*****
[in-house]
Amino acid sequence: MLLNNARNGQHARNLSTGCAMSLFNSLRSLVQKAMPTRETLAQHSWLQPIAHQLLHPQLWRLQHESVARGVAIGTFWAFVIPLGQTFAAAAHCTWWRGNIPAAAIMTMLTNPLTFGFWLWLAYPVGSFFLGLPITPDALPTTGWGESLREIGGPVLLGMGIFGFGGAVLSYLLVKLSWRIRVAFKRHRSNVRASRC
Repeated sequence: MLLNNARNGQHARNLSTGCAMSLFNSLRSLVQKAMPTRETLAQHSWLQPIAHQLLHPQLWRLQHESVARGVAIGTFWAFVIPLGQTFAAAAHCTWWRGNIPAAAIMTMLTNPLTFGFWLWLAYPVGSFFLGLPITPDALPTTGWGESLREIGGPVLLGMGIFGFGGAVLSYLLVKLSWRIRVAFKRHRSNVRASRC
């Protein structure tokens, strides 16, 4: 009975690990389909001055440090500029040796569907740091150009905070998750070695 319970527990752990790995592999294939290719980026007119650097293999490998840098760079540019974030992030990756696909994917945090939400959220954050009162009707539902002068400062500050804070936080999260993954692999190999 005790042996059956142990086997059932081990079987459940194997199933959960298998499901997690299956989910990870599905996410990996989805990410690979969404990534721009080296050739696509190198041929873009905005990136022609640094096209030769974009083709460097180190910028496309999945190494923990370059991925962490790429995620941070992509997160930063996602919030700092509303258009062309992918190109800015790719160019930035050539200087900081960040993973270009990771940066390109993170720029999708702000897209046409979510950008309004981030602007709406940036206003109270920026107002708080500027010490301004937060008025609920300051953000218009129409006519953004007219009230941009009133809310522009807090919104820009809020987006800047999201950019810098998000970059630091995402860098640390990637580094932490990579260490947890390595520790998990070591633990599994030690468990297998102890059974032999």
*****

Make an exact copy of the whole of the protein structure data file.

[in-house]
Amino acid sequence: MLLNNARNGQHARNLSTGCAMSLFNSLRSLVQKAMPTRETLAQHSWLQPIAHQLLHPQLWRLQHESVARGVAIGTFWAFVIPLGQTFAAAAHCTWWRGNIPAAAIMTMLTNPLTFGFWLWLAYPVGSFFLGLPITPDALPTTGWGESLREIGGPVLLGMGIFGFGGAVLSYLLVKLSWRIRVAFKRHRSNVRASRC
Repeated sequence: MLLNNARNGQHARNLSTGCAMSLFNSLRSLVQKAMPTRETLAQHSWLQPIAHQLLHPQLWRLQHESVARGVAIGTFWAFVIPLGQTFAAAAHCTWWRGNIPAAAIMTMLTNPLTFGFWLWLAYPVGSFFLGLPITPDALPTTGWGESLREIGGPVLLGMGIFGFGGAVLSYLLVKLSWRIRVAFKRHRSNVRASRC
């Protein structure tokens, strides 16, 4: 009975690990389909001055440090500029040796569907740091150009905070998750070695 319970527990752990790995592999294939290719980026007119650097293999490998840098760079540019974030992030990756696909994917945090939400959220954050009162009707539902002068400062500050804070936080999260993954692999190999 005790042996059956142990086997059932081990079987459940194997199933959960298998499901997690299956989910990870599905996410990996989805990410690979969404990534721009080296050739696509190198041929873009905005990136022609640094096209030769974009083709460097180190910028496309999945190494923990370059991925962490790429995620941070992509997160930063996602919030700092509303258009062309992918190109800015790719160019930035050539200087900081960040993973270009990771940066390109993170720029999708702000897209046409979510950008309004981030602007709406940036206003109270920026107002708080500027010490301004937060008025609920300051953000218009129409006519953004007219009230941009009133809310522009807090919104820009809020987006800047999201950019810098998000970059630091995402860098640390990637580094932490990579260490947890390595520790998990070591633990599994030690468990297998102890059974032999």